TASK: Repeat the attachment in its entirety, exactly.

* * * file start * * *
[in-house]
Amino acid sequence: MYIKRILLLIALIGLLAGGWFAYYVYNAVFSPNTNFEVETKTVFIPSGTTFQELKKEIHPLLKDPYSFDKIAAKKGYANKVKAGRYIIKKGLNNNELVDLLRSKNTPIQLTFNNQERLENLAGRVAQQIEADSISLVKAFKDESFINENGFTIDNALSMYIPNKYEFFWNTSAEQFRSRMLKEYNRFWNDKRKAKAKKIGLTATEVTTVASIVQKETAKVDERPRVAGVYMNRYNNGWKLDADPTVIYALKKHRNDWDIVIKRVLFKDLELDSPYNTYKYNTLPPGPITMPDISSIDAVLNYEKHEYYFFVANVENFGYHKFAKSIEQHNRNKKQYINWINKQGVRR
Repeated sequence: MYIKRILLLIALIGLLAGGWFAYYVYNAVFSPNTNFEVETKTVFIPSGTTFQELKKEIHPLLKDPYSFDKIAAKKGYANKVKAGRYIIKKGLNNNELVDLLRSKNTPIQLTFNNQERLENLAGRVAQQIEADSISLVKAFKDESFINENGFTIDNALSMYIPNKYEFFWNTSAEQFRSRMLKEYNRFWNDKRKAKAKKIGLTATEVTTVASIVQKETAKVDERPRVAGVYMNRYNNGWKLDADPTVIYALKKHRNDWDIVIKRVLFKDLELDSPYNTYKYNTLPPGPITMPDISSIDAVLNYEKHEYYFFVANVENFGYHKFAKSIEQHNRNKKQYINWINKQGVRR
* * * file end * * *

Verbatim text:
[in-house]
Amino acid sequence: MYIKRILLLIALIGLLAGGWFAYYVYNAVFSPNTNFEVETKTVFIPSGTTFQELKKEIHPLLKDPYSFDKIAAKKGYANKVKAGRYIIKKGLNNNELVDLLRSKNTPIQLTFNNQERLENLAGRVAQQIEADSISLVKAFKDESFINENGFTIDNALSMYIPNKYEFFWNTSAEQFRSRMLKEYNRFWNDKRKAKAKKIGLTATEVTTVASIVQKETAKVDERPRVAGVYMNRYNNGWKLDADPTVIYALKKHRNDWDIVIKRVLFKDLELDSPYNTYKYNTLPPGPITMPDISSIDAVLNYEKHEYYFFVANVENFGYHKFAKSIEQHNRNKKQYINWINKQGVRR
Repeated sequence: MYIKRILLLIALIGLLAGGWFAYYVYNAVFSPNTNFEVETKTVFIPSGTTFQELKKEIHPLLKDPYSFDKIAAKKGYANKVKAGRYIIKKGLNNNELVDLLRSKNTPIQLTFNNQERLENLAGRVAQQIEADSISLVKAFKDESFINENGFTIDNALSMYIPNKYEFFWNTSAEQFRSRMLKEYNRFWNDKRKAKAKKIGLTATEVTTVASIVQKETAKVDERPRVAGVYMNRYNNGWKLDADPTVIYALKKHRNDWDIVIKRVLFKDLELDSPYNTYKYNTLPPGPITMPDISSIDAVLNYEKHEYYFFVANVENFGYHKFAKSIEQHNRNKKQYINWINKQGVRR